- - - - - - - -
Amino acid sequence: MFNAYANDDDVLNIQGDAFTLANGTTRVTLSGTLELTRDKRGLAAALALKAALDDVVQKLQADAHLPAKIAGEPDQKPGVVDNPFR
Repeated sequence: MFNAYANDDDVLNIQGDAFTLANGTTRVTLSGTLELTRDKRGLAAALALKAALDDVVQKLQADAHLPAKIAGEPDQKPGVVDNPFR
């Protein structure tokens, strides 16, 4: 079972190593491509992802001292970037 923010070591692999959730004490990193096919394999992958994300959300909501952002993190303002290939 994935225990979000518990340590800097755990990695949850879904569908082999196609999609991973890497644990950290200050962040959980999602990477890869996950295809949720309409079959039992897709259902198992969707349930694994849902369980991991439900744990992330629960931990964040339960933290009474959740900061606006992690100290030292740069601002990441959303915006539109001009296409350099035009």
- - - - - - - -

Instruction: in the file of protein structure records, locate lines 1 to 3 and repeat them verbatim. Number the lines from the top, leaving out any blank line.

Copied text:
Amino acid sequence: MFNAYANDDDVLNIQGDAFTLANGTTRVTLSGTLELTRDKRGLAAALALKAALDDVVQKLQADAHLPAKIAGEPDQKPGVVDNPFR
Repeated sequence: MFNAYANDDDVLNIQGDAFTLANGTTRVTLSGTLELTRDKRGLAAALALKAALDDVVQKLQADAHLPAKIAGEPDQKPGVVDNPFR
């Protein structure tokens, strides 16, 4: 079972190593491509992802001292970037 923010070591692999959730004490990193096919394999992958994300959300909501952002993190303002290939 994935225990979000518990340590800097755990990695949850879904569908082999196609999609991973890497644990950290200050962040959980999602990477890869996950295809949720309409079959039992897709259902198992969707349930694994849902369980991991439900744990992330629960931990964040339960933290009474959740900061606006992690100290030292740069601002990441959303915006539109001009296409350099035009």